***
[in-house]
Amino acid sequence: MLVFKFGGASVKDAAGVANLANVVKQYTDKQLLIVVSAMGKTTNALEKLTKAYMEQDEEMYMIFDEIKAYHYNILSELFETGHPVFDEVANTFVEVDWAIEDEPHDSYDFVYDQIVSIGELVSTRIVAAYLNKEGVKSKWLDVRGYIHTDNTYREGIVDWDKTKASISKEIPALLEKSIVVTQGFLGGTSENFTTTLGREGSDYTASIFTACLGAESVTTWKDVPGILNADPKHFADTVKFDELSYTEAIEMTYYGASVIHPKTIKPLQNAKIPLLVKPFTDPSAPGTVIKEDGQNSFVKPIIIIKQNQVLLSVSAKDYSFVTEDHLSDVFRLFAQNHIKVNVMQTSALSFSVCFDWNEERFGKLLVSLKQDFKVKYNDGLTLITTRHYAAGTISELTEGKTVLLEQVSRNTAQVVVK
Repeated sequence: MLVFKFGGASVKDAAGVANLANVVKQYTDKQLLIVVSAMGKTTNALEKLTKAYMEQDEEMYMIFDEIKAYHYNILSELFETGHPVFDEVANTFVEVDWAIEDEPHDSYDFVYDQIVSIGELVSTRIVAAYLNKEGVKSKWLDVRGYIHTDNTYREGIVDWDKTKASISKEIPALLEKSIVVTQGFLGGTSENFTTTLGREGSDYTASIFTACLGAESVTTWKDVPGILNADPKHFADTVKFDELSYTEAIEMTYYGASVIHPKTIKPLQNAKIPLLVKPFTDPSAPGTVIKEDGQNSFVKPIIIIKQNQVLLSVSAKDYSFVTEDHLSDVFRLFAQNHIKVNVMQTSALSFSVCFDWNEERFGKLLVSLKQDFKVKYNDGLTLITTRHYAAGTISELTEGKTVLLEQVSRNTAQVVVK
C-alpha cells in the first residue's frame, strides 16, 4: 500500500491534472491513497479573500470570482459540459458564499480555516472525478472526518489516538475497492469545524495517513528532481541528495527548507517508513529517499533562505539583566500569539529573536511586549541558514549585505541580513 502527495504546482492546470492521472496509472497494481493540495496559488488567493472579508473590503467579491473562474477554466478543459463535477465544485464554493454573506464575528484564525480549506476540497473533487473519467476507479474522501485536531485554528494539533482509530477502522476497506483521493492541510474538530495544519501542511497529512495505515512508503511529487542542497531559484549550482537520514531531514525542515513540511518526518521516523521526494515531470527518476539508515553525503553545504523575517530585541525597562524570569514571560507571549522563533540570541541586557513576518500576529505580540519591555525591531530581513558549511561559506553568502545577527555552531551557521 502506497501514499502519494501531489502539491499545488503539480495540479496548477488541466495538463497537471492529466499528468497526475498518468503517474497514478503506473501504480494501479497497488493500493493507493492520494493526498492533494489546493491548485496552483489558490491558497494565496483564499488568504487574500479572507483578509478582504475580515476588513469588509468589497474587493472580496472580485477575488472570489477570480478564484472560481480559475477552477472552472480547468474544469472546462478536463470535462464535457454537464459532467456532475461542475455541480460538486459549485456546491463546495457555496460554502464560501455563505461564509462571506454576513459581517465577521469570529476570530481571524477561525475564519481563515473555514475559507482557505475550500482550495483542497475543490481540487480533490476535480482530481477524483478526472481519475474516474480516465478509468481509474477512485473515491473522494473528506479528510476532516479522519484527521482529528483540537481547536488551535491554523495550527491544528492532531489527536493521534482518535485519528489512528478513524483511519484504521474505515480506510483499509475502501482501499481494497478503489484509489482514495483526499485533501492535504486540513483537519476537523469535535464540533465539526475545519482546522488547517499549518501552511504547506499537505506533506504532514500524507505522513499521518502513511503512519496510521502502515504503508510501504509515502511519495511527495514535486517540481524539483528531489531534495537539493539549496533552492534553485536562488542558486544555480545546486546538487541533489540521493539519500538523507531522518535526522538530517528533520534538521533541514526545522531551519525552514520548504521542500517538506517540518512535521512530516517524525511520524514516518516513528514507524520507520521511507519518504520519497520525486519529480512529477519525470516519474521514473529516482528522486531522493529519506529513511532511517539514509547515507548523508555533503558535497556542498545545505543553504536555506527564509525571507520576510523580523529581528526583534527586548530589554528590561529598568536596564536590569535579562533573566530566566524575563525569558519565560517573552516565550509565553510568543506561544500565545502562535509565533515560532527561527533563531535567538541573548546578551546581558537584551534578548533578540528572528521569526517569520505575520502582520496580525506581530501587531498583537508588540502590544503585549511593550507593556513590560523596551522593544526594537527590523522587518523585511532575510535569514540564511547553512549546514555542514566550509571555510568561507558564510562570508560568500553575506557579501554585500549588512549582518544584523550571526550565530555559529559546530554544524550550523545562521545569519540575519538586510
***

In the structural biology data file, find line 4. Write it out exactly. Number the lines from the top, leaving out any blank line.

C-alpha cells in the first residue's frame, strides 16, 4: 500500500491534472491513497479573500470570482459540459458564499480555516472525478472526518489516538475497492469545524495517513528532481541528495527548507517508513529517499533562505539583566500569539529573536511586549541558514549585505541580513 502527495504546482492546470492521472496509472497494481493540495496559488488567493472579508473590503467579491473562474477554466478543459463535477465544485464554493454573506464575528484564525480549506476540497473533487473519467476507479474522501485536531485554528494539533482509530477502522476497506483521493492541510474538530495544519501542511497529512495505515512508503511529487542542497531559484549550482537520514531531514525542515513540511518526518521516523521526494515531470527518476539508515553525503553545504523575517530585541525597562524570569514571560507571549522563533540570541541586557513576518500576529505580540519591555525591531530581513558549511561559506553568502545577527555552531551557521 502506497501514499502519494501531489502539491499545488503539480495540479496548477488541466495538463497537471492529466499528468497526475498518468503517474497514478503506473501504480494501479497497488493500493493507493492520494493526498492533494489546493491548485496552483489558490491558497494565496483564499488568504487574500479572507483578509478582504475580515476588513469588509468589497474587493472580496472580485477575488472570489477570480478564484472560481480559475477552477472552472480547468474544469472546462478536463470535462464535457454537464459532467456532475461542475455541480460538486459549485456546491463546495457555496460554502464560501455563505461564509462571506454576513459581517465577521469570529476570530481571524477561525475564519481563515473555514475559507482557505475550500482550495483542497475543490481540487480533490476535480482530481477524483478526472481519475474516474480516465478509468481509474477512485473515491473522494473528506479528510476532516479522519484527521482529528483540537481547536488551535491554523495550527491544528492532531489527536493521534482518535485519528489512528478513524483511519484504521474505515480506510483499509475502501482501499481494497478503489484509489482514495483526499485533501492535504486540513483537519476537523469535535464540533465539526475545519482546522488547517499549518501552511504547506499537505506533506504532514500524507505522513499521518502513511503512519496510521502502515504503508510501504509515502511519495511527495514535486517540481524539483528531489531534495537539493539549496533552492534553485536562488542558486544555480545546486546538487541533489540521493539519500538523507531522518535526522538530517528533520534538521533541514526545522531551519525552514520548504521542500517538506517540518512535521512530516517524525511520524514516518516513528514507524520507520521511507519518504520519497520525486519529480512529477519525470516519474521514473529516482528522486531522493529519506529513511532511517539514509547515507548523508555533503558535497556542498545545505543553504536555506527564509525571507520576510523580523529581528526583534527586548530589554528590561529598568536596564536590569535579562533573566530566566524575563525569558519565560517573552516565550509565553510568543506561544500565545502562535509565533515560532527561527533563531535567538541573548546578551546581558537584551534578548533578540528572528521569526517569520505575520502582520496580525506581530501587531498583537508588540502590544503585549511593550507593556513590560523596551522593544526594537527590523522587518523585511532575510535569514540564511547553512549546514555542514566550509571555510568561507558564510562570508560568500553575506557579501554585500549588512549582518544584523550571526550565530555559529559546530554544524550550523545562521545569519540575519538586510